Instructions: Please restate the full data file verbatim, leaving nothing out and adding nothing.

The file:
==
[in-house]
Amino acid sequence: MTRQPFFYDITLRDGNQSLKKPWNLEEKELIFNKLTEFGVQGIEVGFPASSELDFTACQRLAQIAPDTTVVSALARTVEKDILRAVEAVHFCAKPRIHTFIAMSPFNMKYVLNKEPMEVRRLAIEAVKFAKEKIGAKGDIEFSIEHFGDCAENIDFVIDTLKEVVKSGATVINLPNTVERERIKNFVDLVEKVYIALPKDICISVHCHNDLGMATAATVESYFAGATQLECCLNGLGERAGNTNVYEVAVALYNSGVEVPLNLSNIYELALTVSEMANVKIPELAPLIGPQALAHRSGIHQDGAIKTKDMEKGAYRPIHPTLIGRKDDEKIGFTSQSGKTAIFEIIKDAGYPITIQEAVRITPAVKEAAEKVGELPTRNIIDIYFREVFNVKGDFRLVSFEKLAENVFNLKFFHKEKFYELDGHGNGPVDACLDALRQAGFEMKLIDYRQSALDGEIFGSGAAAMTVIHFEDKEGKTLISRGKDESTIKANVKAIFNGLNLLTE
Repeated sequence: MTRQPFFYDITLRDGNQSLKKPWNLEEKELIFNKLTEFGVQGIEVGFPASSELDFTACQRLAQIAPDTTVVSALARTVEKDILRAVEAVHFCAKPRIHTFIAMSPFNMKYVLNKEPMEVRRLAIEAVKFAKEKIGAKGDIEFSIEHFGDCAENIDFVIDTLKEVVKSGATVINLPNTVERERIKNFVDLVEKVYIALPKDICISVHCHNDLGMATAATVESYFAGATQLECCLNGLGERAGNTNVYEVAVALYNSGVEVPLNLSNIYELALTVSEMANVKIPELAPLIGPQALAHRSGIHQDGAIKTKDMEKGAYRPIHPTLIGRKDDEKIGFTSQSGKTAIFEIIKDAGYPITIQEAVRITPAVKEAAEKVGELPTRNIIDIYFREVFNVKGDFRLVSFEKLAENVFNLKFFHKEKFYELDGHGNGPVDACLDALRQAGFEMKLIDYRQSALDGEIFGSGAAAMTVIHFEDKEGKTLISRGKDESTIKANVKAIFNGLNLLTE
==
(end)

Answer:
[in-house]
Amino acid sequence: MTRQPFFYDITLRDGNQSLKKPWNLEEKELIFNKLTEFGVQGIEVGFPASSELDFTACQRLAQIAPDTTVVSALARTVEKDILRAVEAVHFCAKPRIHTFIAMSPFNMKYVLNKEPMEVRRLAIEAVKFAKEKIGAKGDIEFSIEHFGDCAENIDFVIDTLKEVVKSGATVINLPNTVERERIKNFVDLVEKVYIALPKDICISVHCHNDLGMATAATVESYFAGATQLECCLNGLGERAGNTNVYEVAVALYNSGVEVPLNLSNIYELALTVSEMANVKIPELAPLIGPQALAHRSGIHQDGAIKTKDMEKGAYRPIHPTLIGRKDDEKIGFTSQSGKTAIFEIIKDAGYPITIQEAVRITPAVKEAAEKVGELPTRNIIDIYFREVFNVKGDFRLVSFEKLAENVFNLKFFHKEKFYELDGHGNGPVDACLDALRQAGFEMKLIDYRQSALDGEIFGSGAAAMTVIHFEDKEGKTLISRGKDESTIKANVKAIFNGLNLLTE
Repeated sequence: MTRQPFFYDITLRDGNQSLKKPWNLEEKELIFNKLTEFGVQGIEVGFPASSELDFTACQRLAQIAPDTTVVSALARTVEKDILRAVEAVHFCAKPRIHTFIAMSPFNMKYVLNKEPMEVRRLAIEAVKFAKEKIGAKGDIEFSIEHFGDCAENIDFVIDTLKEVVKSGATVINLPNTVERERIKNFVDLVEKVYIALPKDICISVHCHNDLGMATAATVESYFAGATQLECCLNGLGERAGNTNVYEVAVALYNSGVEVPLNLSNIYELALTVSEMANVKIPELAPLIGPQALAHRSGIHQDGAIKTKDMEKGAYRPIHPTLIGRKDDEKIGFTSQSGKTAIFEIIKDAGYPITIQEAVRITPAVKEAAEKVGELPTRNIIDIYFREVFNVKGDFRLVSFEKLAENVFNLKFFHKEKFYELDGHGNGPVDACLDALRQAGFEMKLIDYRQSALDGEIFGSGAAAMTVIHFEDKEGKTLISRGKDESTIKANVKAIFNGLNLLTE